Poet to Poet: Walter Beck In Conversation with Stephen S. Mills
Walter Beck talks Sex, Booze, and Poetry to rising young poet Stephen S. Mills.
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Stephen S. Mills is one of the rising young poets in the American queer literary scene. His first book He Do the Gay Man in Different Voices came out in the spring of 2012 to great acclaim and his second book A History of the Unmarried is slated for release this fall through Sibling Rivalry Press.
I had a chance to talk with Stephen one afternoon, in which we discussed his poetry and he also opened up about his grittier side as well as the political radicalism that often colors his work.
Stephen, would you introduce yourself to the readers of Polari.
For those who don’t me, I’m a poet and author of He Do the Gay Man in Different Voices and the forthcoming A History of the Unmarried both from Sibling Rivalry Press. I was born and raised in Indiana. I have my MFA from Florida State University and I currently live in New York City with my husband and dog.
Where in Indiana are you from?
I was born in Richmond, Indiana and I lived there until I turned 18. Then I attended Hanover College in Southern Indiana for undergrad.
Given that you spent most of your life in Indiana, has it reflected in any of your work? I’m likewise a native Hoosier (born and raised in Hendricks County) and I find myself referencing a lot of the places I knew in my poetry.
It does. Place or location is important to my work. I didn’t necessarily realize it at first, but once I left Indiana, I began to write about Indiana more. Partly it was me coming to terms with where I grew up and accepting that my upbringing is part of who I am. I also lived in Florida for seven years and now I’ve been in New York City for going on two years. All of these places have made an impact on me and my work.They are part of my journey and that’s reflected in many of my poems in my first book and my second that’s coming out.
What are your influences as a poet? I’ve read your first book He Do the Gay Man in Difference Voices and some stuff you’ve had published in lit rags. And I’ve noticed that a lot of your work has a very gritty edge to it – it’s often very sexual, sometimes violent, and certainly addresses controversial political subjects. You are not a poet who holds back or cleans up his work.
No, I’m not. Honesty is important to me in my work. And that doesn’t necessarily mean telling my truth, but telling something that is true or reflects what people experience or feel or fear. My first book is very much about the lines between sexuality and violence, so it’s very gritty and dark in places. That book was greatly influenced by the media and how our first exposure to violence and sexuality is often through the news. One of the poems in the book is called ‘Sex Education’, and is about a woman who was raped who went to church with me when I was a kid. This was one of my first times hearing about such things. The book is influenced by a lot of real life cases or violent acts from Jeffrey Dahmer to various hate crimes against gay people. But I’m also greatly influenced by pop culture (film and television especially) and by other poets like Frank O’Hara and T.S. Eliot.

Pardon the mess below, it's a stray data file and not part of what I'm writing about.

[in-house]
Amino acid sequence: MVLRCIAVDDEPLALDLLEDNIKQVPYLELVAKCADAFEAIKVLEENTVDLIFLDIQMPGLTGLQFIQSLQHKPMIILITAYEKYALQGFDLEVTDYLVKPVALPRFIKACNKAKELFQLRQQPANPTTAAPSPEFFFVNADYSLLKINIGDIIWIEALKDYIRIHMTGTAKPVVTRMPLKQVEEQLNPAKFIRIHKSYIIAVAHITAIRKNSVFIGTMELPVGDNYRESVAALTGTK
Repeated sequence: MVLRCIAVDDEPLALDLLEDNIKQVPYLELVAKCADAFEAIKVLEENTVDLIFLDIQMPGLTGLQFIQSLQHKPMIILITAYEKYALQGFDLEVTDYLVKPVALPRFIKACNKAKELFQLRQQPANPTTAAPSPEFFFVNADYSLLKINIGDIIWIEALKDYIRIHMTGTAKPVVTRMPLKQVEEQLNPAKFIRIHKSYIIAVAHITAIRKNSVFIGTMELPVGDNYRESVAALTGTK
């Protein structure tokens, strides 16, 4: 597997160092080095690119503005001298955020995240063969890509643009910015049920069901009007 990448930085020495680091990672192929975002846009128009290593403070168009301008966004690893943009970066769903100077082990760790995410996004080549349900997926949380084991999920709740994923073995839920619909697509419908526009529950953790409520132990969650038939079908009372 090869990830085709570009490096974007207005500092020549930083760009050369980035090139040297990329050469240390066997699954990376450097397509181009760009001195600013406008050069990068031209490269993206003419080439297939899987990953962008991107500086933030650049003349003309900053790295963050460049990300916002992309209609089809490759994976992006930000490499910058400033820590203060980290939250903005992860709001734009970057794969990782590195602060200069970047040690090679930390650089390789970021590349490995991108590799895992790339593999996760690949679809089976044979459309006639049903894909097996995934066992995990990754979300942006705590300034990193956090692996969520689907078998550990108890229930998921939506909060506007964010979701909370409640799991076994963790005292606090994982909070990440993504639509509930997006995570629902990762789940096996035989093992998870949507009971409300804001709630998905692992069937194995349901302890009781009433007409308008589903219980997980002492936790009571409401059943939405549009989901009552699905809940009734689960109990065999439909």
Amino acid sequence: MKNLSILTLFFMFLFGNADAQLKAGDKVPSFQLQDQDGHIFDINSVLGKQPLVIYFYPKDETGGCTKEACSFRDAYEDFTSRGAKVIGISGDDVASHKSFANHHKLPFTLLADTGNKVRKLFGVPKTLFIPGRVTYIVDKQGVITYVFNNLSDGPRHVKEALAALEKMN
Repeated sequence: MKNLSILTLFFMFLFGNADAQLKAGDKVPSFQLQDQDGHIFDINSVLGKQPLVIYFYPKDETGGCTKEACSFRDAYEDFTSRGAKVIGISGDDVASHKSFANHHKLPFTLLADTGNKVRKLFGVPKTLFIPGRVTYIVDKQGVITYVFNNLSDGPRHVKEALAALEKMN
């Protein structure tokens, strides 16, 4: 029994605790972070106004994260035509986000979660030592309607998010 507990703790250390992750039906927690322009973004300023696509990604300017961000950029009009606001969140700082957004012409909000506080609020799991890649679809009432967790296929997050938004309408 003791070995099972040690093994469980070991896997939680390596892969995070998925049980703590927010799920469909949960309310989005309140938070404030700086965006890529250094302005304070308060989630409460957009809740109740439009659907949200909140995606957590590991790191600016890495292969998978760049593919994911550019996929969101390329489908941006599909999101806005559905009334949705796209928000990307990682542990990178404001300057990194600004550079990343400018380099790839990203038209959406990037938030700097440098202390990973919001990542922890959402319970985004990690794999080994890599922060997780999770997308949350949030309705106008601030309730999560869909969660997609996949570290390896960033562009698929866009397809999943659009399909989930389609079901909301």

How are you on stage for a live reading? Having read your stuff, I can nearly see you in a sweaty frenzy on stage, almost like a hardcore punk poet.
Ha, well I’m not sure I’m quite like that. I’ve done a lot more readings since moving to New York, so I’m getting more and more experience. I think I’m a fine reader, but I could be better. I’m not necessarily a performer poet, but I do enjoy doing it and connecting with an audience. From what I’ve heard about your performances, mine are pretty tame.
Yeah some of mine were pretty notorious. I’m probably the only poet to ever get banned from Indiana State University open mic nights.
No one has banned me yet, but New York is pretty open. I read about fisting in the middle of Bryant Park last summer with little kids walking around.
Nice! No boundaries. Alright, moving on a bit, your new book, when is it due for release?
It’s coming out September 16th.
How does it compare to your first book? He Do the Gay Man in Different Voices was a very intense heavy read. Can readers expect another round of that? Or did you re-invent yourself?
The book is still very me, but it’s different in tone and subject matter (though there is some crossover). The new book centers around the idea of marriage and really follows my journey as a gay man figuring out what marriage means to me. It’s not, however, a big celebration of marriage. For me, the gay rights movement started focusing so much on marriage about a decade ago but never really stopped to ask important questions like what does it mean to be queer and married? Do we want to be married? Does being married mean the same thing? What if you don’t want to follow these rules? The book asks those questions. It also puts my relationship next to various iconic images of marriage from the 1950s and ’60s. It references famous celebrities and writers from that time period as well as the television show Mad Men. I married my partner last September after being together for ten years, but I view marriage very differently than I did when I first met him. For example, we have an open relationship, which the book also explores.
How do you feel about the current state of the gay rights movement as a queer outlaw poet (if I may call you that)? Marriage certainly has been zeroed in on it.